Podsednik's wOBA so far in 2010 is .473 (Fangraphs), and it's safe to say that he's overperformed his true ability. But is this overperformance indicative of an increase in ability? To look at this, one set of early-season stats that has stability, even at his 60 PAs, is plate discipline. Is something in his plate discipline different so far this year from the past? What about 2009 (.338 wOBA) compared to his prior seasons (.310)?
First, swinging at pitches in/out of the strike zone:
What stands out is his MUCH higher % of balls offered at outside of the strike zone in 2009 and 2010 compared to his previous history. Prior to 2009, his highest O-Swing % was 18.6%.
In most cases, you would think "Oh no, he's chasing more pitches; his contact rate is going to be worse, his K's are going up, and his BB rate is going down". But we know that, on the contrary, Pods had a good hitting year in 2009--so what actually happened? His contact rates tell a big part of the story:
His aggressive approach improved his out-of-the-zone contact rate, and by double-digit % points! And, his in-zone and overall contact rates went up as well. Prior to 2009, his highest O-Contact % was 75.9% in 2008 (in fact it was between 70% and 76% from 2005 through 2008), which makes the jump to 2009 smaller, but still several % points. He has been an even freer swinger in 2010, and it has correlated with good results. Is he swinging freer in 2010 because it's been working well so far? Eventually the luck will run out, and he may begin to dial it back some, but the aggressive approach seems to accompany positive results, so I wouldn't expect it to disappear all of a sudden.
Knowing that his contact rate went up, you can guess that his K rate didn't increase, but actually decreased:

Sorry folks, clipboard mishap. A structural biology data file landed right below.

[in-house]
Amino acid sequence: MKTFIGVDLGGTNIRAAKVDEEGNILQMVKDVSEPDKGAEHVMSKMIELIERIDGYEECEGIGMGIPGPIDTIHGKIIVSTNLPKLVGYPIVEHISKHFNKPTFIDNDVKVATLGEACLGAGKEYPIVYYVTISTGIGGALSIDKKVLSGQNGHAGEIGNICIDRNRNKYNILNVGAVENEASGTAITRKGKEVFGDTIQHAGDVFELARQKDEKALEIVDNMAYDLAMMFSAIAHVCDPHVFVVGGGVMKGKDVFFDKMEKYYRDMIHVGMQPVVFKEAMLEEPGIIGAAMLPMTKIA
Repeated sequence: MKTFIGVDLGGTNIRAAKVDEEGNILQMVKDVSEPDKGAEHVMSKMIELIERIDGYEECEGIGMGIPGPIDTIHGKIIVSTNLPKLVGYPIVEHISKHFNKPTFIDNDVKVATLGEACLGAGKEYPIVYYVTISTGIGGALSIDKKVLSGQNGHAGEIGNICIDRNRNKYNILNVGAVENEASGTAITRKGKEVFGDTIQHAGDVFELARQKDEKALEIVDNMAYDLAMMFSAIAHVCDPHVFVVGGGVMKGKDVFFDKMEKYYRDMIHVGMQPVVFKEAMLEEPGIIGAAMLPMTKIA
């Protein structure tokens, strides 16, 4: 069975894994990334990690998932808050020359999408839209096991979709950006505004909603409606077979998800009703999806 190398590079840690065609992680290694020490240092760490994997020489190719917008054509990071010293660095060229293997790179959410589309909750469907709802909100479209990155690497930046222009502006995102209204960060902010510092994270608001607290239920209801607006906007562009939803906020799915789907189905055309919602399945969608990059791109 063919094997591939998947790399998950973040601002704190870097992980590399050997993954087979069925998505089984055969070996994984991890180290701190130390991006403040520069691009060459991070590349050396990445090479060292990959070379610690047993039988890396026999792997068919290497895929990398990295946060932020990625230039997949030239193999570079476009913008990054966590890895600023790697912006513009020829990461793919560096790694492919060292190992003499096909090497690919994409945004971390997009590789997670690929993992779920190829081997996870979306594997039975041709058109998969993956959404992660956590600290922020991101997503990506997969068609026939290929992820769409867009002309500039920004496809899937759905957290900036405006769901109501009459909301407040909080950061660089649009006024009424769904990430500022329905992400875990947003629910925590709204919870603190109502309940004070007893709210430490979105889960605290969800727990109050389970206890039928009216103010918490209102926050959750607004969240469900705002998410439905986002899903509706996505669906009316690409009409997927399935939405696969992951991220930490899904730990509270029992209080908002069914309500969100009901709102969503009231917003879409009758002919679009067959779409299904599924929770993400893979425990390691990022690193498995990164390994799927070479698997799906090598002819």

The K rate decreased substantially in 2009 and has dropped further this season. Small sample sizes are more of a factor here (150 PAs preferable), and the potential for Pods having seen lower-quality pitching and/or lucky strike/ball calls may be driving the difference. Same is true for the BB rate (200 PAs) in 2010, which if it stood up, would be a career high by 4 % points.
Pods is swinging more and having a higher success rate contacting the ball so far this season. It worked in 2009, and it's working so far in 2010. The potential hitches in this plan appear to be 1) a lower BB rate, which can be partially offset by a lower K rate, but 2) he probably needs a higher BABIP to offset the fewer free trips to first. And while BABIP needs even more PAs to stabilize, it should be contingent in large part on Pods's LD%. Here's some bad news:
Prior to his change in Plate discipline, in 2008, Pods had a career best LD%. After the change, in 2009, his LD% dropped to a CAREER WORST! His BABIP for these two seasons, however, were reversed (2009 was his 2nd-best career BABIP, 2008 was middling). One thing to take into consideration is that he was on the Rockies in 2008, so batted ball data can be skewed (park factors, NL/AL factors), but it's not like his HR rate was way up. He did only have 181 ML PAs in 2008, though.
Up until the LD%/BABIP conundrum, things were looking good for Podsednik: swing more, K less, hope that the aggressive approach leads to better batted-ball data, count on speed to increase the BABIP. But that plan won't work if the LD% drops. It has been high in 2010, but will it stay that way?